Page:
Virtually all private-sector employers in the District of Columbia must provide workers' compensation insurance coverage for their employees (DC Code Sec. 32-1504et seq.). Private employers are covered with regard to all employees except those explicitly excluded by the workers’ compensation laws. Employees of the federal government are excluded from coverage under the laws of the District, but they have other coverage under the Federal Employees’ Compensation Act. Employees of a state or foreign government are excluded. Other public employees, with the exception of uniformed city police officers and firefighters, are covered.
The following categories of employment are specifically exempted from coverage:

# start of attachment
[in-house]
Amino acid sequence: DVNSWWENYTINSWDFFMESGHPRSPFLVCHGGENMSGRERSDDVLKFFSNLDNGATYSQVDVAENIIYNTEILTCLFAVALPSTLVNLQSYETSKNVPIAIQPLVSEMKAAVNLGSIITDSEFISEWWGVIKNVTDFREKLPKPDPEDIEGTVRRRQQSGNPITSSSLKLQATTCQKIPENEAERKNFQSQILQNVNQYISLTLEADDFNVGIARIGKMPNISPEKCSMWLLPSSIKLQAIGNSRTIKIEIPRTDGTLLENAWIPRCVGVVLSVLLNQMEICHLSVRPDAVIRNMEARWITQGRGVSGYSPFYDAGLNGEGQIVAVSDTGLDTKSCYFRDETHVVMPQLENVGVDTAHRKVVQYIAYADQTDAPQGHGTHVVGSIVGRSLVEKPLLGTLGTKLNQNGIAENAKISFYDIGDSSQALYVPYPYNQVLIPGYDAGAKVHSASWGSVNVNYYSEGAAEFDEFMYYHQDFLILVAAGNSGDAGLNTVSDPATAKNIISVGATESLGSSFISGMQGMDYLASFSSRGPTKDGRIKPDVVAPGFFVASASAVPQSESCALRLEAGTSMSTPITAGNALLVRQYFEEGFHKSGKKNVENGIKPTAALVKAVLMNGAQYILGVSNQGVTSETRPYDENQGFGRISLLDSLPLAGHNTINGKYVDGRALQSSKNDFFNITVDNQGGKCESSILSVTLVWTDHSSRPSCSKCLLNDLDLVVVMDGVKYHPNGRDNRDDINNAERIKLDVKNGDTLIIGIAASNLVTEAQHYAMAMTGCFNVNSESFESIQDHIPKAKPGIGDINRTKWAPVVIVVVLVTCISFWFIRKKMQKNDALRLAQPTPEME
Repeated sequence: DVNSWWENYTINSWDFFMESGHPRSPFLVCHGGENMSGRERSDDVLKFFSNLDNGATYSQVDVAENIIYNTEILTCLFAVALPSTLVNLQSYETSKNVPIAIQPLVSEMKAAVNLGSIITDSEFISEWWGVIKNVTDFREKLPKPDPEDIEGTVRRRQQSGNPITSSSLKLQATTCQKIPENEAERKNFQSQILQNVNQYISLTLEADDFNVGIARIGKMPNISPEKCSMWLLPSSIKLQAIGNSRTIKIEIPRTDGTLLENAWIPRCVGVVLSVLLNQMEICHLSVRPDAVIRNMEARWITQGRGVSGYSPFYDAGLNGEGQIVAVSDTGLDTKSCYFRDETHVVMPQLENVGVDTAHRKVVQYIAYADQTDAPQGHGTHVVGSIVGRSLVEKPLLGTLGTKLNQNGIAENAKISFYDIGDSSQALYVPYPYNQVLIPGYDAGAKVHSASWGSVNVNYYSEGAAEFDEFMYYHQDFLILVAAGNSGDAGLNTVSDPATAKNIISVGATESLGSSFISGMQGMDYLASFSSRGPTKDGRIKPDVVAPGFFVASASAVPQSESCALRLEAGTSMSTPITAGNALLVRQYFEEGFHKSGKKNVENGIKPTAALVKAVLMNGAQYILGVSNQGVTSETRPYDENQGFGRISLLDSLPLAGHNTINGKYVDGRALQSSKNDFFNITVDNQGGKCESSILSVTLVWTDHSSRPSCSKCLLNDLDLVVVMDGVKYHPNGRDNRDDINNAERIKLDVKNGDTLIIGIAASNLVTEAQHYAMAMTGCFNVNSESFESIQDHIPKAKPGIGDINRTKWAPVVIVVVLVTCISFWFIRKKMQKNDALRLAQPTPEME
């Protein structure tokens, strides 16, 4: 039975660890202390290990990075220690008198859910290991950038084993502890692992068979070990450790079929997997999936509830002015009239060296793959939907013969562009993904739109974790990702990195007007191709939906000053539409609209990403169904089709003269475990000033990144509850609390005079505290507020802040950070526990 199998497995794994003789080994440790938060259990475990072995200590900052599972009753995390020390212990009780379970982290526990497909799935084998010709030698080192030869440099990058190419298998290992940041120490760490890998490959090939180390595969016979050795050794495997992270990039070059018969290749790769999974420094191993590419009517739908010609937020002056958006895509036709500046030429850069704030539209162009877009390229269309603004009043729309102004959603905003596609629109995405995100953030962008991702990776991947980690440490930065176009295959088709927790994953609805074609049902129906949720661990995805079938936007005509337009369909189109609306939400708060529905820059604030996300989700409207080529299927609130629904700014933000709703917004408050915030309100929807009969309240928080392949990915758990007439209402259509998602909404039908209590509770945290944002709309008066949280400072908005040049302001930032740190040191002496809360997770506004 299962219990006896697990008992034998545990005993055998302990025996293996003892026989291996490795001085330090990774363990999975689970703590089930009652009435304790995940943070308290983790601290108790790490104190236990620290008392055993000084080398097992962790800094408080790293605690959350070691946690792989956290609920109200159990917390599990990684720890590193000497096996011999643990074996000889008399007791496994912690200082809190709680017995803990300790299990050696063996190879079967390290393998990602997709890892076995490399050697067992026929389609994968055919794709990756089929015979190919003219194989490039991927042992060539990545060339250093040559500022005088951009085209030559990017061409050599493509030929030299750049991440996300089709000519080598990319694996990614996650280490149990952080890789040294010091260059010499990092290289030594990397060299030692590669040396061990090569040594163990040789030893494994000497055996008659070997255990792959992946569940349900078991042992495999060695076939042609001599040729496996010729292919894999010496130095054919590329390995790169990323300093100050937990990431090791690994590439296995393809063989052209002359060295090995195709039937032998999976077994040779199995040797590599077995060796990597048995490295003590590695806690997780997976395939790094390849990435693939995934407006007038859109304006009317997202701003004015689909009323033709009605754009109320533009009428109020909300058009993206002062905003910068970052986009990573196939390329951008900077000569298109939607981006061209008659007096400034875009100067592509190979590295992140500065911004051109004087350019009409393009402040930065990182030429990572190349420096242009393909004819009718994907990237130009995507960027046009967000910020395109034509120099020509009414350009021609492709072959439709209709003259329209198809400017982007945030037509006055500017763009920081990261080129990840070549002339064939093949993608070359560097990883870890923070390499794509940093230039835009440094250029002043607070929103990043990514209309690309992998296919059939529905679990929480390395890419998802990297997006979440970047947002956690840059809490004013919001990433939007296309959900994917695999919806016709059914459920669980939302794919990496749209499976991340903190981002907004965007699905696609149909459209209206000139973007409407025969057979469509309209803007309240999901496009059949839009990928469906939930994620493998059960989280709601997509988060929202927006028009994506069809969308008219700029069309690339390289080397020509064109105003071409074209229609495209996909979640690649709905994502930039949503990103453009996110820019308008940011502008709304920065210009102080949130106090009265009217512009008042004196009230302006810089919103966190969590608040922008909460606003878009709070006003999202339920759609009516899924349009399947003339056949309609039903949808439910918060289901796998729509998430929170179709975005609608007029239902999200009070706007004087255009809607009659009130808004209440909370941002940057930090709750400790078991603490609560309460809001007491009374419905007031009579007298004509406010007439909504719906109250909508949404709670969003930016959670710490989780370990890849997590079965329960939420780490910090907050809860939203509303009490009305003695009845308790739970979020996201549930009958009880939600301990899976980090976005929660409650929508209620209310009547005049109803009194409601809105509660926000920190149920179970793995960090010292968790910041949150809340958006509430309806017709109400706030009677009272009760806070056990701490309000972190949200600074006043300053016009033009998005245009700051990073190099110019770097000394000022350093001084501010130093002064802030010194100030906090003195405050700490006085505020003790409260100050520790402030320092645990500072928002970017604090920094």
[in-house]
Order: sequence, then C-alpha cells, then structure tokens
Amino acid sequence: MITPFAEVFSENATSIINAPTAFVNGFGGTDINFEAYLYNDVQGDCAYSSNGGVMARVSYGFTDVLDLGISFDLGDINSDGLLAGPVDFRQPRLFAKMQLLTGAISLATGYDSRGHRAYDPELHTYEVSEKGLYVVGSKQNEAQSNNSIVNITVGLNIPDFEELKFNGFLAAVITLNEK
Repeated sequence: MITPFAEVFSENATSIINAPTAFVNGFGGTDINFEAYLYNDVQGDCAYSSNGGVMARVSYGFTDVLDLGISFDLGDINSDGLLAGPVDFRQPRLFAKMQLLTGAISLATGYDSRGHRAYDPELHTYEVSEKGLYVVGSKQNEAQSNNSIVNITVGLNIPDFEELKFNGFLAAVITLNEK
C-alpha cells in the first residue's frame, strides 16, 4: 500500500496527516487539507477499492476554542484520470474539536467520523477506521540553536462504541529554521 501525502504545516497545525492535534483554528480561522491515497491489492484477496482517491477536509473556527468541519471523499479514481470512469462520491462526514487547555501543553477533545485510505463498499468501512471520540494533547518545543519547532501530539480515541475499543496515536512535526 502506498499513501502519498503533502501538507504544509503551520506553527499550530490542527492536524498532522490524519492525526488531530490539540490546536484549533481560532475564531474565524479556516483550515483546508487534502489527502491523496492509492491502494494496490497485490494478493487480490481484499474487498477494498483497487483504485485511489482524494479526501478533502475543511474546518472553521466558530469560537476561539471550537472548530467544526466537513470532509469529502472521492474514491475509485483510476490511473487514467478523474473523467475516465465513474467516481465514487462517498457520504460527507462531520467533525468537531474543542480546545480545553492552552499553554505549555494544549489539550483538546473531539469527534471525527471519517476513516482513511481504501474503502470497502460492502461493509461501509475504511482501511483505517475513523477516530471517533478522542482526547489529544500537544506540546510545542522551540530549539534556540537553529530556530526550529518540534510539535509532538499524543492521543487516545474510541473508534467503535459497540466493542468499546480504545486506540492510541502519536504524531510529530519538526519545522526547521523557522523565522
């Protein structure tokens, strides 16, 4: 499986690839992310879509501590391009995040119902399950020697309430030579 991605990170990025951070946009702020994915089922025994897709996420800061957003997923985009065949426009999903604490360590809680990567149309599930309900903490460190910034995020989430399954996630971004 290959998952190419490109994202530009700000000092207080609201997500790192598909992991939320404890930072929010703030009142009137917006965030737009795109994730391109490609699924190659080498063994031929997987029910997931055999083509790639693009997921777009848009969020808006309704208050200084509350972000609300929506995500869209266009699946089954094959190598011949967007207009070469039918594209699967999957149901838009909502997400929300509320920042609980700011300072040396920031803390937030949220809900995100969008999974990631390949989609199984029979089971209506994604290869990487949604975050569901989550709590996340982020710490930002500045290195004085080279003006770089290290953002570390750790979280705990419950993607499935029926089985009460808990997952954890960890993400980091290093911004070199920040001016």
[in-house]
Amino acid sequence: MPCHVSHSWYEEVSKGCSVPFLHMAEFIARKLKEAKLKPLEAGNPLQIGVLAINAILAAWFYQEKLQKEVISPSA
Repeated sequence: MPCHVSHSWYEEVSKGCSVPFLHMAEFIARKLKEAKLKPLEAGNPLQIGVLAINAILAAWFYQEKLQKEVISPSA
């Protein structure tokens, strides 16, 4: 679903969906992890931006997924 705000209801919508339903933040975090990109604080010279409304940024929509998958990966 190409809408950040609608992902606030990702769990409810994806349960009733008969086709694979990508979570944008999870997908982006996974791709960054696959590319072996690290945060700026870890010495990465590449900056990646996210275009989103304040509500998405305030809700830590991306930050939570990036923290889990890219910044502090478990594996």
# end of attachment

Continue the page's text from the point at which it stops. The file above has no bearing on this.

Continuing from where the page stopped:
- Farm labor
- The master or crew of any vessel
- Casual employees
- Railroad workers
- Domestic servants, unless the employer employs them for 240 hours or more during a quarter
"No-fault" system. Workers' compensation is a no-fault system. Employees receive compensation without having to prove that the employer was at fault for the injury. They need only show that the injury arose "out of and in the course of employment." This no-fault aspect distinguishes workers' compensation from ordinary "tort" law, which provides for the compensation of injured people in most other circumstances. Under tort law, a person receives compensation only if the injury was caused by someone else's carelessness. The operative legal term is "negligence," which is simply the failure to use due care. In most cases, an injured party is compensated only if he or she can prove that the injury was caused by some other party's negligence.
Workers' compensation makes it easier for employees to collect because they don't have to ...